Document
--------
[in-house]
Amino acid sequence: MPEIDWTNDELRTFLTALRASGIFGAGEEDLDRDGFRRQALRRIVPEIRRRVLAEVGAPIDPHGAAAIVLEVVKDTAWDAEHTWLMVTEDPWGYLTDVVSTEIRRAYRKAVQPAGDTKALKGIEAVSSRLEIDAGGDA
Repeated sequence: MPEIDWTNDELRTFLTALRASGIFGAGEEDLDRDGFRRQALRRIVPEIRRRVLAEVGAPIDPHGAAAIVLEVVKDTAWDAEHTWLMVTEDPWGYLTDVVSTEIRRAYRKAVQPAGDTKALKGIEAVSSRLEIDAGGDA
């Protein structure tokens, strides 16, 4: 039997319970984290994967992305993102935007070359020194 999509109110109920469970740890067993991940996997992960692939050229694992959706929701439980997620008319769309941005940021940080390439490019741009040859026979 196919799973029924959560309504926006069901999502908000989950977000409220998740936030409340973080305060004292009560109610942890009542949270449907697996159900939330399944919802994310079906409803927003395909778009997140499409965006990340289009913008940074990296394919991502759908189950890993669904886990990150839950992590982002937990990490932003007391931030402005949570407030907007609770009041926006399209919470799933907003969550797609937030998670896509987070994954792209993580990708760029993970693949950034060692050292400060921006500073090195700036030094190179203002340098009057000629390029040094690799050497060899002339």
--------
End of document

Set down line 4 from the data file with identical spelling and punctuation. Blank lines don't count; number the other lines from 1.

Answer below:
């Protein structure tokens, strides 16, 4: 039997319970984290994967992305993102935007070359020194 999509109110109920469970740890067993991940996997992960692939050229694992959706929701439980997620008319769309941005940021940080390439490019741009040859026979 196919799973029924959560309504926006069901999502908000989950977000409220998740936030409340973080305060004292009560109610942890009542949270449907697996159900939330399944919802994310079906409803927003395909778009997140499409965006990340289009913008940074990296394919991502759908189950890993669904886990990150839950992590982002937990990490932003007391931030402005949570407030907007609770009041926006399209919470799933907003969550797609937030998670896509987070994954792209993580990708760029993970693949950034060692050292400060921006500073090195700036030094190179203002340098009057000629390029040094690799050497060899002339």